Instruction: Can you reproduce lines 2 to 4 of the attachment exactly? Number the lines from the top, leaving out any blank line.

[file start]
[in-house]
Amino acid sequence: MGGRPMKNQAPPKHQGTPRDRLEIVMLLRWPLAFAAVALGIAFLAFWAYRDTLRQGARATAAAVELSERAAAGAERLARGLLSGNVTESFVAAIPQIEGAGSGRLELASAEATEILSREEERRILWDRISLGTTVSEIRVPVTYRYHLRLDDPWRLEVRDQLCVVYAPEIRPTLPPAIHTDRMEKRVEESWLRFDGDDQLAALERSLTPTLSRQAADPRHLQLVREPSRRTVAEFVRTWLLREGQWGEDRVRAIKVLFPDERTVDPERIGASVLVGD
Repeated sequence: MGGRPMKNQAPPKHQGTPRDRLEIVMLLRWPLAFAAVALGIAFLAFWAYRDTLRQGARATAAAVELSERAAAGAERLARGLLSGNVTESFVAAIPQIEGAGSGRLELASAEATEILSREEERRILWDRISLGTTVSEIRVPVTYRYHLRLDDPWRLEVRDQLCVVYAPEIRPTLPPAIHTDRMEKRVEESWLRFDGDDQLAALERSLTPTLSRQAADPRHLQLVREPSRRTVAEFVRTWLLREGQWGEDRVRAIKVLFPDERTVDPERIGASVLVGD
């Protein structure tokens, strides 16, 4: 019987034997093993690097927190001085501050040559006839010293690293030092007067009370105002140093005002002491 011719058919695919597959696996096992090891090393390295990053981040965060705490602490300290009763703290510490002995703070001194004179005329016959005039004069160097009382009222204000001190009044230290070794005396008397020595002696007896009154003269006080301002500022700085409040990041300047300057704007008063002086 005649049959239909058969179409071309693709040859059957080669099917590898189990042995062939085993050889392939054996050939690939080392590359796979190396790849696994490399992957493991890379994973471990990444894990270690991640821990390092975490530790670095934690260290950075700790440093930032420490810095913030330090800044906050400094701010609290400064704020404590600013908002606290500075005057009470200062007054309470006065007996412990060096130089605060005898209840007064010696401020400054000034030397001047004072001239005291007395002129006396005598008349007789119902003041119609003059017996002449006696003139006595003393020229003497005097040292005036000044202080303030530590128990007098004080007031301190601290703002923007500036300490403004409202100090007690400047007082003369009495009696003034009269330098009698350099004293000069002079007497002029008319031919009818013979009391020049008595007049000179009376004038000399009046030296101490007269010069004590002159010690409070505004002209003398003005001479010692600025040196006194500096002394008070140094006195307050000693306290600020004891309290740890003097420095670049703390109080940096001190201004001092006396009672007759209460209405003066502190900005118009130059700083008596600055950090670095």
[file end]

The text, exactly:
Amino acid sequence: MGGRPMKNQAPPKHQGTPRDRLEIVMLLRWPLAFAAVALGIAFLAFWAYRDTLRQGARATAAAVELSERAAAGAERLARGLLSGNVTESFVAAIPQIEGAGSGRLELASAEATEILSREEERRILWDRISLGTTVSEIRVPVTYRYHLRLDDPWRLEVRDQLCVVYAPEIRPTLPPAIHTDRMEKRVEESWLRFDGDDQLAALERSLTPTLSRQAADPRHLQLVREPSRRTVAEFVRTWLLREGQWGEDRVRAIKVLFPDERTVDPERIGASVLVGD
Repeated sequence: MGGRPMKNQAPPKHQGTPRDRLEIVMLLRWPLAFAAVALGIAFLAFWAYRDTLRQGARATAAAVELSERAAAGAERLARGLLSGNVTESFVAAIPQIEGAGSGRLELASAEATEILSREEERRILWDRISLGTTVSEIRVPVTYRYHLRLDDPWRLEVRDQLCVVYAPEIRPTLPPAIHTDRMEKRVEESWLRFDGDDQLAALERSLTPTLSRQAADPRHLQLVREPSRRTVAEFVRTWLLREGQWGEDRVRAIKVLFPDERTVDPERIGASVLVGD
């Protein structure tokens, strides 16, 4: 019987034997093993690097927190001085501050040559006839010293690293030092007067009370105002140093005002002491 011719058919695919597959696996096992090891090393390295990053981040965060705490602490300290009763703290510490002995703070001194004179005329016959005039004069160097009382009222204000001190009044230290070794005396008397020595002696007896009154003269006080301002500022700085409040990041300047300057704007008063002086 005649049959239909058969179409071309693709040859059957080669099917590898189990042995062939085993050889392939054996050939690939080392590359796979190396790849696994490399992957493991890379994973471990990444894990270690991640821990390092975490530790670095934690260290950075700790440093930032420490810095913030330090800044906050400094701010609290400064704020404590600013908002606290500075005057009470200062007054309470006065007996412990060096130089605060005898209840007064010696401020400054000034030397001047004072001239005291007395002129006396005598008349007789119902003041119609003059017996002449006696003139006595003393020229003497005097040292005036000044202080303030530590128990007098004080007031301190601290703002923007500036300490403004409202100090007690400047007082003369009495009696003034009269330098009698350099004293000069002079007497002029008319031919009818013979009391020049008595007049000179009376004038000399009046030296101490007269010069004590002159010690409070505004002209003398003005001479010692600025040196006194500096002394008070140094006195307050000693306290600020004891309290740890003097420095670049703390109080940096001190201004001092006396009672007759209460209405003066502190900005118009130059700083008596600055950090670095």